Redshirt freshman Cashmere Wright appears to have a better "handle" on his game of late (despite an ill-advised, Charles Williams-like dribble in the waning moments against Seton Hall). Being allowed in the interview room is one step in the right direction (guys in the doghouse are generally not). Also, Wright's minutes are on the way back up after undergoing some Mick Cronin "bench therapy".
All but anointed the starting point guard last year, the 32-points per game scorer in Savannah, Georgia high school games has not been announced with the starting five since the December disappointment at UAB. That has allowed Wright to take some things in.
" Right now, I think it's on the up," said Wright of his playing status. "I think it started (with) things going to fast for me. I think right now I'm starting to get accustomed to the game. I realize my role and what Coach Cronin wants from me. Just playing off instinct and not off just trying and thinking about things."
Wright hit in double figures in his first official game as a Bearcat (12 vs. Prairie View A&M) but has only hit that number one other time, coming off the bench against Miami (OH). While able to make some dramatic moves, he often wasn't able to finish them and like many Bearcats his shooting has not been as accurate. Wright's three-point shooting has improved but is only at 30 percent and his free throw shooting must improve as a point guard as that stands at just 54 percent.
That all comes after missing what would've been his freshman year with an injury.
"It wasn't a surprise for me, it was more of a surprise for other people," said Wright of the quickness you find in the college game. "I really knew that it was going to be harder than what everyone else thought it was for me. From watching last year and just being a part of the team, everything wasn't as easy as everybody thought it was."
Despite that preliminary knowledge, Wright has struggled and not played to his potential as have fellow freshmen Lance Stephenson and Jaquon Parker. Those three could make up the core of a very good future team, but for now, they're all undergoing adjustments.
In Wright's case, he's had to learn (again) while sitting. At least, this season he's not injured.
"When I first came in, I was stunned," said Wright of his early season struggles. "I was looking at,'I can do this,'. Then, when he put me on the bench I was more hungry and I realized I needed to work for what I had to get back where I was."
As easy as the game looks from the stands or from the bench, or in a high school recruit's eyes, it all becomes magnified upon stepping out on the floor. Cashmere Wright, one of the fastest players with the ball, has had to step back and shift gears to understand.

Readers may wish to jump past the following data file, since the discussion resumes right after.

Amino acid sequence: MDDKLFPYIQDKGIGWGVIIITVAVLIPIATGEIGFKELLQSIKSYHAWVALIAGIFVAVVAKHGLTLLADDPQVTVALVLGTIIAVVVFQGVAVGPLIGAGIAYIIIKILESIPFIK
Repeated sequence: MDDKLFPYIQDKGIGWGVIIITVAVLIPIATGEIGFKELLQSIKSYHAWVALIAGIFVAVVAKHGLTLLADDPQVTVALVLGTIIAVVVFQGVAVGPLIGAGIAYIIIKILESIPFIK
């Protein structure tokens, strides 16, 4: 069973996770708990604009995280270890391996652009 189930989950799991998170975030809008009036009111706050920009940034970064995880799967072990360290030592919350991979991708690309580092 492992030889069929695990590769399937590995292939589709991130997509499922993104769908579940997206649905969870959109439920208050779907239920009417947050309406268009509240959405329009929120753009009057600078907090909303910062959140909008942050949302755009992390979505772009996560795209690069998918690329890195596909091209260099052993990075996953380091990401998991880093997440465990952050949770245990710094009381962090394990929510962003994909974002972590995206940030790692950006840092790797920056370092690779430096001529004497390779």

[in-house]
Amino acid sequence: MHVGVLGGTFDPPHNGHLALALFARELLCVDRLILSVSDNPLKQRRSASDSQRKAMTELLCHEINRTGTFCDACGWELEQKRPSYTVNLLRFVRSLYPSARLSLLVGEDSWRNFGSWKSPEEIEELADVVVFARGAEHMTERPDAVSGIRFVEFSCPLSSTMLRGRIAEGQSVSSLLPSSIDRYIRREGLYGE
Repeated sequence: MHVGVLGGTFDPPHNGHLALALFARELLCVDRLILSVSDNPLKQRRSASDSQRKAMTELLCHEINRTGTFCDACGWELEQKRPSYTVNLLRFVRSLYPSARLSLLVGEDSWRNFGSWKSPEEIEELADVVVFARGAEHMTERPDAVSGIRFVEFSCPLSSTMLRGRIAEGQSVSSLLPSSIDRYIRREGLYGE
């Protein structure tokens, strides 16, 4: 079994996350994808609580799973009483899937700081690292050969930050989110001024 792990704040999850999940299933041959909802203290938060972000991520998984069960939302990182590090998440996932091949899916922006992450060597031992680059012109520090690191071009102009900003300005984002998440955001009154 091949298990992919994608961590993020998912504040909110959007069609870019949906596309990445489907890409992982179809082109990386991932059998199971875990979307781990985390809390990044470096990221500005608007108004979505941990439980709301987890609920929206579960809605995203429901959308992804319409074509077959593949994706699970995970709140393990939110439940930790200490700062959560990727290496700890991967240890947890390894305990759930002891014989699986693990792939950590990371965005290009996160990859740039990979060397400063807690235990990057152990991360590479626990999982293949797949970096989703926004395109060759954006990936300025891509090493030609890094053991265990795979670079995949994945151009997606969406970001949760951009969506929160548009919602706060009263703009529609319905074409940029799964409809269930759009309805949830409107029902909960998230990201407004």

"It's slowed down tremendously for me right now," said Wright of his recent productivity.
"Coach Cronin started showing me things in the game film of how I could improve, and like where my mistakes are coming, and what do I do to cause my mistakes and how can I improve them."
Correspondingly, Wright's minutes have been back up with 23 against Cal State-Bakersfield and 15 against Seton Hall (where he shot 3-4 from the field, made his only trey and had a season-high five assists) although he was limited to nine minutes (2-2 shooting) in the epic "slippage" at St. John's.. Mick Cronin knows what Cashmere Wright's capable of and hopefully, by year's end, UC fans will see.
"I think everything since the UConn game, my confidence level has gone up, just knowing that I have the ability to play," said Wright of his newfound "Mojo". "Everything started to slow down and my confidence level's been rising ever since. I'm just looking for him to give me the minutes to play and everything will start to work out."
With several talented young
players, this season in the Big East has been trying at times.
However, once and if everyone gets on the same page, the results
could be fruitful come March. Once the mental and physical
challenges of the Big East are met, things could be looking up for
Bearcat fans (and gosh, isn't it about time?).
"You can't put too much pressure on yourself, because when you put too much pressure on yourself, that's when you perform worse," said Wright on topic many his age have heard time and again. " We just need to go out and perform like we were when we were in Maui and see what happens. Just play our hardest."
Actually, this time of year, life would be much simpler if we could all go back to Maui....